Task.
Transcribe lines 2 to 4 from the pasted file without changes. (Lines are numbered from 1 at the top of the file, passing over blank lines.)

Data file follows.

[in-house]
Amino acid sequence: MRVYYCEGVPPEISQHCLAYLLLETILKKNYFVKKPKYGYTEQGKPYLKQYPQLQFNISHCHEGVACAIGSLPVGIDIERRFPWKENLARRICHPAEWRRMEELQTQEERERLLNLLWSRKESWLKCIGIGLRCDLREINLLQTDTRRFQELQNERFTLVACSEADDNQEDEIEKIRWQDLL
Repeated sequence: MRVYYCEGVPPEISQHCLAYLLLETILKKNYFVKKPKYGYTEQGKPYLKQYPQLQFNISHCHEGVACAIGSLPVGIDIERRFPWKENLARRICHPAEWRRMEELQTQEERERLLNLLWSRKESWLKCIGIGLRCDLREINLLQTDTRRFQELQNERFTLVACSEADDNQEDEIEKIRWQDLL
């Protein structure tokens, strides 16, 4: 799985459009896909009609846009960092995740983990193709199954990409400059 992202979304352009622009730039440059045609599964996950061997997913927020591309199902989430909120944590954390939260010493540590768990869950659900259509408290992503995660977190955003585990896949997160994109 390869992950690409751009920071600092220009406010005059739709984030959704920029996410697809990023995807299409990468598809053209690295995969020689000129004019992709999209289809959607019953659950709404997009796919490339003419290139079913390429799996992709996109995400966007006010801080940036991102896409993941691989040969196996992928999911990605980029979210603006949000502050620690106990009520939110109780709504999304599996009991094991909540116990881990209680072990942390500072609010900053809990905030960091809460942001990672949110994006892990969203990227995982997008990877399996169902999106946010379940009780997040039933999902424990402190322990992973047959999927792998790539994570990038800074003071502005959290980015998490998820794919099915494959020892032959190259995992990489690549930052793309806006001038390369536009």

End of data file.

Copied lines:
Amino acid sequence: MRVYYCEGVPPEISQHCLAYLLLETILKKNYFVKKPKYGYTEQGKPYLKQYPQLQFNISHCHEGVACAIGSLPVGIDIERRFPWKENLARRICHPAEWRRMEELQTQEERERLLNLLWSRKESWLKCIGIGLRCDLREINLLQTDTRRFQELQNERFTLVACSEADDNQEDEIEKIRWQDLL
Repeated sequence: MRVYYCEGVPPEISQHCLAYLLLETILKKNYFVKKPKYGYTEQGKPYLKQYPQLQFNISHCHEGVACAIGSLPVGIDIERRFPWKENLARRICHPAEWRRMEELQTQEERERLLNLLWSRKESWLKCIGIGLRCDLREINLLQTDTRRFQELQNERFTLVACSEADDNQEDEIEKIRWQDLL
């Protein structure tokens, strides 16, 4: 799985459009896909009609846009960092995740983990193709199954990409400059 992202979304352009622009730039440059045609599964996950061997997913927020591309199902989430909120944590954390939260010493540590768990869950659900259509408290992503995660977190955003585990896949997160994109 390869992950690409751009920071600092220009406010005059739709984030959704920029996410697809990023995807299409990468598809053209690295995969020689000129004019992709999209289809959607019953659950709404997009796919490339003419290139079913390429799996992709996109995400966007006010801080940036991102896409993941691989040969196996992928999911990605980029979210603006949000502050620690106990009520939110109780709504999304599996009991094991909540116990881990209680072990942390500072609010900053809990905030960091809460942001990672949110994006892990969203990227995982997008990877399996169902999106946010379940009780997040039933999902424990402190322990992973047959999927792998790539994570990038800074003071502005959290980015998490998820794919099915494959020892032959190259995992990489690549930052793309806006001038390369536009």